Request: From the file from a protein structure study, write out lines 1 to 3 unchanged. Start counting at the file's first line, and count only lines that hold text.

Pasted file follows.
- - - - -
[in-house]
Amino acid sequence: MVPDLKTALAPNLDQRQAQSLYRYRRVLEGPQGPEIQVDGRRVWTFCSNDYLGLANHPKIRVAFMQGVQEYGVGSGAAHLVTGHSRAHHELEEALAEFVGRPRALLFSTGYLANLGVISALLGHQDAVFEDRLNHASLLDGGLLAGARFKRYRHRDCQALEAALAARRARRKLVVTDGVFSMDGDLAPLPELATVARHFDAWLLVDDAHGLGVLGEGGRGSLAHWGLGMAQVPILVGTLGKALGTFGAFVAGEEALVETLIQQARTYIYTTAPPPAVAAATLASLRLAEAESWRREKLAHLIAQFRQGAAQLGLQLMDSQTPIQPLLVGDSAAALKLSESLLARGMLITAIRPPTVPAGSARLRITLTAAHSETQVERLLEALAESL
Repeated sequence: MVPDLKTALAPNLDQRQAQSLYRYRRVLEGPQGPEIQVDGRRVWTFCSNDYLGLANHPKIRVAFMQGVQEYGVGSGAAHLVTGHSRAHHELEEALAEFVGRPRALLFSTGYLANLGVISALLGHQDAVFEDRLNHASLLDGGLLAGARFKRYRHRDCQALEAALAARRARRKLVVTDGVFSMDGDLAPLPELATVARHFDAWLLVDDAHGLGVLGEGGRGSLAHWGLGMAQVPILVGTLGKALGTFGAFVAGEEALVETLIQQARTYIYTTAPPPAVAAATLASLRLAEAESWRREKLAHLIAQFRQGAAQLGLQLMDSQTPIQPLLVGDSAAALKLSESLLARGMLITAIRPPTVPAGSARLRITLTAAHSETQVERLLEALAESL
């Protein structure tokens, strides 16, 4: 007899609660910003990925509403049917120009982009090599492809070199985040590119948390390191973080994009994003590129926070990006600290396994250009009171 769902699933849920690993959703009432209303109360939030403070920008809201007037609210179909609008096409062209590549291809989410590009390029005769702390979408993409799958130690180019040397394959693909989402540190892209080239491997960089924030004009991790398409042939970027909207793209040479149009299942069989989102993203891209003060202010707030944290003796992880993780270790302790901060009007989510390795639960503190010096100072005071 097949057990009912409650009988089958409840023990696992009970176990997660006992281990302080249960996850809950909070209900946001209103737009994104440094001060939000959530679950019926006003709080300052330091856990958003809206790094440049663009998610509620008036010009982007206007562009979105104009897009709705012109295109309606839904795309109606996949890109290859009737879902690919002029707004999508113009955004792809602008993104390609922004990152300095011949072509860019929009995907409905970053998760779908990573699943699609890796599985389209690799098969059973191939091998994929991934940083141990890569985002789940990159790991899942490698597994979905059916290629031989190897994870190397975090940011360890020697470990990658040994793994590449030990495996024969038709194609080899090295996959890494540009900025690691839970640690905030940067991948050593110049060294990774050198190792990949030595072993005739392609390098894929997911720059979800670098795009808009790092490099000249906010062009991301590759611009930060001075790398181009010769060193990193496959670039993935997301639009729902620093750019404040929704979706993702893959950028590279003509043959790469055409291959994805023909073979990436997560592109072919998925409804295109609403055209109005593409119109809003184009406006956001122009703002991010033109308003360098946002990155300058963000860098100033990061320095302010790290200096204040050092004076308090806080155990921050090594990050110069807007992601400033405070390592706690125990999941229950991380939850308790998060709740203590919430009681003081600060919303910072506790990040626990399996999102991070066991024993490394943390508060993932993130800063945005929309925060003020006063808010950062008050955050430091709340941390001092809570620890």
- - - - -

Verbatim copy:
[in-house]
Amino acid sequence: MVPDLKTALAPNLDQRQAQSLYRYRRVLEGPQGPEIQVDGRRVWTFCSNDYLGLANHPKIRVAFMQGVQEYGVGSGAAHLVTGHSRAHHELEEALAEFVGRPRALLFSTGYLANLGVISALLGHQDAVFEDRLNHASLLDGGLLAGARFKRYRHRDCQALEAALAARRARRKLVVTDGVFSMDGDLAPLPELATVARHFDAWLLVDDAHGLGVLGEGGRGSLAHWGLGMAQVPILVGTLGKALGTFGAFVAGEEALVETLIQQARTYIYTTAPPPAVAAATLASLRLAEAESWRREKLAHLIAQFRQGAAQLGLQLMDSQTPIQPLLVGDSAAALKLSESLLARGMLITAIRPPTVPAGSARLRITLTAAHSETQVERLLEALAESL
Repeated sequence: MVPDLKTALAPNLDQRQAQSLYRYRRVLEGPQGPEIQVDGRRVWTFCSNDYLGLANHPKIRVAFMQGVQEYGVGSGAAHLVTGHSRAHHELEEALAEFVGRPRALLFSTGYLANLGVISALLGHQDAVFEDRLNHASLLDGGLLAGARFKRYRHRDCQALEAALAARRARRKLVVTDGVFSMDGDLAPLPELATVARHFDAWLLVDDAHGLGVLGEGGRGSLAHWGLGMAQVPILVGTLGKALGTFGAFVAGEEALVETLIQQARTYIYTTAPPPAVAAATLASLRLAEAESWRREKLAHLIAQFRQGAAQLGLQLMDSQTPIQPLLVGDSAAALKLSESLLARGMLITAIRPPTVPAGSARLRITLTAAHSETQVERLLEALAESL